John was a highly successful civil engineer and a loving husband. He was by nature a real go-getter. And so when his wife was told that she would need complicated heart surgery for a dysfunctional heart valve, he went into full throttle. They arranged to have her surgery at the best cardiac hospital in the country. They flew to the Midwest for what they thought would be a few weeks’ stay—a few days to settle in, a lengthy surgery, and then two weeks for recovery and rehab. The plan was for them to return home where Linda would undergo an intensive program for cardiac rehabilitation in order to get her right back to her active life. John did his homework, learning about the possible pitfalls of this surgery, and figuring out how they would overcome each one.

But things didn’t go as planned, and Linda’s post-operative course grew more dire by the day. At two weeks, she remained on the breathing machine, one complication after another plaguing her recovery. John was at the bedside day and night, pacing the halls, begging for more information, reading all that he could about the complications that were arising and possible treatment options. He asked to join the doctors’ rounds every day and stood with them as they pondered the various causes of her deterioration. As they scratched their heads, he scratched his. As they discussed medication side effects, he suggested new ones to try. John loved his wife and he would do anything to save her.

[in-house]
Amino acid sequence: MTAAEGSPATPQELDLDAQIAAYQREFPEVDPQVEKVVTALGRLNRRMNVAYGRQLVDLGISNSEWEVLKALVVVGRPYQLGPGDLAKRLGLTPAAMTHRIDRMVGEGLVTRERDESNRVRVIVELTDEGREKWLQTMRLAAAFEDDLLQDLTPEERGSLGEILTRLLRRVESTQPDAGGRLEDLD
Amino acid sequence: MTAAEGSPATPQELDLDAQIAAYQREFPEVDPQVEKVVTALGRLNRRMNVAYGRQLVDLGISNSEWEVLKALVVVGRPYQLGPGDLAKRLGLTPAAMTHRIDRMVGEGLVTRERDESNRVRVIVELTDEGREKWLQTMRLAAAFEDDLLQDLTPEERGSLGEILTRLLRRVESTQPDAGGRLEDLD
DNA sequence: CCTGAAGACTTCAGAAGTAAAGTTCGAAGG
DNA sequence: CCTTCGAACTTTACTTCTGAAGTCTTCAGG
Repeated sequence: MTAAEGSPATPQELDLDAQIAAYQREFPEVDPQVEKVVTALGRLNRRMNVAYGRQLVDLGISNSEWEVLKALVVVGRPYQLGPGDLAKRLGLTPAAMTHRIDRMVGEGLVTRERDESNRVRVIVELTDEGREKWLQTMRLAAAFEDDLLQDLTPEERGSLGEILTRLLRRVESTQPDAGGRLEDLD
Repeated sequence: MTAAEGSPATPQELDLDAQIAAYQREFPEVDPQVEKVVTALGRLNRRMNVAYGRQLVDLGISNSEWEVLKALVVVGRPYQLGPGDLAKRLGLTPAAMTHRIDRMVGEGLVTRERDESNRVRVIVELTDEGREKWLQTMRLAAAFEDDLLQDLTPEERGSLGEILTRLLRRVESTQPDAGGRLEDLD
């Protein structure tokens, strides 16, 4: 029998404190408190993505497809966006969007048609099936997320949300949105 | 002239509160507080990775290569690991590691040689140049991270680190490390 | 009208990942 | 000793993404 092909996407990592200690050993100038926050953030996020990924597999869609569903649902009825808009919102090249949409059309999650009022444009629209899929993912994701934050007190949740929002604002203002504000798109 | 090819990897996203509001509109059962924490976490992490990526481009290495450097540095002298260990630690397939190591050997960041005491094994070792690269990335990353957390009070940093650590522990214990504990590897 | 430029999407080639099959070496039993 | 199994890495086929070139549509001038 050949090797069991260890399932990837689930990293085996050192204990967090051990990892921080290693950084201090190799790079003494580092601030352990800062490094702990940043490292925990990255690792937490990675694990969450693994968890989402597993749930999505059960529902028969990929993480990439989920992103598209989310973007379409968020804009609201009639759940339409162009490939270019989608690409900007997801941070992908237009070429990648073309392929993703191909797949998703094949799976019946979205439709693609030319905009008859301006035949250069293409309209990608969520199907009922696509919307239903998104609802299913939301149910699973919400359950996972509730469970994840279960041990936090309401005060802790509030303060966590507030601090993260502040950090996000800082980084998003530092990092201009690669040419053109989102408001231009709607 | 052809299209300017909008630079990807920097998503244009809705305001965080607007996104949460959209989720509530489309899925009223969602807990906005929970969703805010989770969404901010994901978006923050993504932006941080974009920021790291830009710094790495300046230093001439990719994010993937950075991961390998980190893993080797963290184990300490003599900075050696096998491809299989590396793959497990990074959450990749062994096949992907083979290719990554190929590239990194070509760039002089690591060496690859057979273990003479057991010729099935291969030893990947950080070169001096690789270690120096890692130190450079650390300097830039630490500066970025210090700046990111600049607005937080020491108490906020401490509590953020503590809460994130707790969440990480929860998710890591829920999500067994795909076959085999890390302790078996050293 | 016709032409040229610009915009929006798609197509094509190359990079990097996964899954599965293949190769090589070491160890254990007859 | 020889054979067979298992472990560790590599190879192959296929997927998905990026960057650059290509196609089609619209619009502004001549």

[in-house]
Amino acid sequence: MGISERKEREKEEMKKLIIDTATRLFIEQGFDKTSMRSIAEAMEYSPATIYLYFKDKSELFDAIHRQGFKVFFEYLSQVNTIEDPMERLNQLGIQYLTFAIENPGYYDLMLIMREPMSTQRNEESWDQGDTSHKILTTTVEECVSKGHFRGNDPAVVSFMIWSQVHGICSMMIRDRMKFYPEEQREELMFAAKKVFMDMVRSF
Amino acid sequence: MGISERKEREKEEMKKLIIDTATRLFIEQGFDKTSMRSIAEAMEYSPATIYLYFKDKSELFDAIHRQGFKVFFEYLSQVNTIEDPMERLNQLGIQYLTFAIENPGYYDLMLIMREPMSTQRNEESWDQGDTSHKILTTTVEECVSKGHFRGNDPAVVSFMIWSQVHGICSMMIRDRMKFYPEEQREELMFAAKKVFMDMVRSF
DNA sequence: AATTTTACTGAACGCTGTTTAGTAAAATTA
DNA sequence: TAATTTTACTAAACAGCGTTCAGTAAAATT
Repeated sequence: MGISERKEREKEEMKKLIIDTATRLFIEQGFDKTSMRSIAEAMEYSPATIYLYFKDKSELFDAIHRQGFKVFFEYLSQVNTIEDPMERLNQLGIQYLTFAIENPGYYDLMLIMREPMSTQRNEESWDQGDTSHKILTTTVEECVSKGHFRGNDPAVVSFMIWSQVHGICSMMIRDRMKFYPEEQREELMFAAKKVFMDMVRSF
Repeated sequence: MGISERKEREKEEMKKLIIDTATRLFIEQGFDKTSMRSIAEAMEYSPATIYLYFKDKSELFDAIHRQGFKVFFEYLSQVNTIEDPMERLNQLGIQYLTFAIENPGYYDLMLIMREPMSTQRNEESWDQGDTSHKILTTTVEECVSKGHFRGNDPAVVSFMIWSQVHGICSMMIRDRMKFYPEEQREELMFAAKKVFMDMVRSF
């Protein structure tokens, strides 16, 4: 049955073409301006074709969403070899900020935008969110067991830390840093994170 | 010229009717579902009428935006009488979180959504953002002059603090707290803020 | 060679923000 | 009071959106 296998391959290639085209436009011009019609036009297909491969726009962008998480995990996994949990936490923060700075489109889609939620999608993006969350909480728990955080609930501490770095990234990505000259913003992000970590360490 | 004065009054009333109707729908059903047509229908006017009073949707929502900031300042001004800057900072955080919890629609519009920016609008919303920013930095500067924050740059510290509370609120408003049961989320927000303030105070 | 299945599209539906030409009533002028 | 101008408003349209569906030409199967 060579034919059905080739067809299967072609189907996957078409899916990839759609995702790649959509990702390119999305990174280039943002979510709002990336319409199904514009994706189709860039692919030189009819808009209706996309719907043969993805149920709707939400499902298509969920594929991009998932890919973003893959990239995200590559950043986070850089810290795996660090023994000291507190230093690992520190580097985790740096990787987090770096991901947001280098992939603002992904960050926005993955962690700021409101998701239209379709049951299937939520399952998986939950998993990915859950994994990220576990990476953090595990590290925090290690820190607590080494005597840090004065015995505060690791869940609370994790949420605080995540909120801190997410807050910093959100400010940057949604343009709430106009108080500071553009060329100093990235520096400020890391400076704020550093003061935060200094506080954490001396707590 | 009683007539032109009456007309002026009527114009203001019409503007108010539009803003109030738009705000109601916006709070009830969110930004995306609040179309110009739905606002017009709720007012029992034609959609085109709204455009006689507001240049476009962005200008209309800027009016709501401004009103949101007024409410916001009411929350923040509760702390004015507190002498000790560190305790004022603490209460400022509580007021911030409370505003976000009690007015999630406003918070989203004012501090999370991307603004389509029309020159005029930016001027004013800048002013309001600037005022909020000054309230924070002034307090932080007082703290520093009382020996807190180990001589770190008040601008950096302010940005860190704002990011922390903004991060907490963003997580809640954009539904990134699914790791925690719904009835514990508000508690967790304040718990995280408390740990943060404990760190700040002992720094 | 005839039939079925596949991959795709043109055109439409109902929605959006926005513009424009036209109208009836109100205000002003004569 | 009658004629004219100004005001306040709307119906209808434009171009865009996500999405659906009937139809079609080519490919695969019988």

Yet Linda continued to steadily decline, and by the time a mutual friend pulled me in for advice, it was obvious to me that she was dying. But when I spoke with John, I realized that he had no idea. He had been so consumed by the drive to cure her, come what may, that even though he understood each problem as it arose, he couldn’t see forest for the trees. And the doctors, his only guides through this terrain, had not told him. Rather than honestly delivering difficult news, they had supported him in his grief-stricken efforts to keep up the fight. Even when they must have realized it was lost. (…) Read Full Article Here

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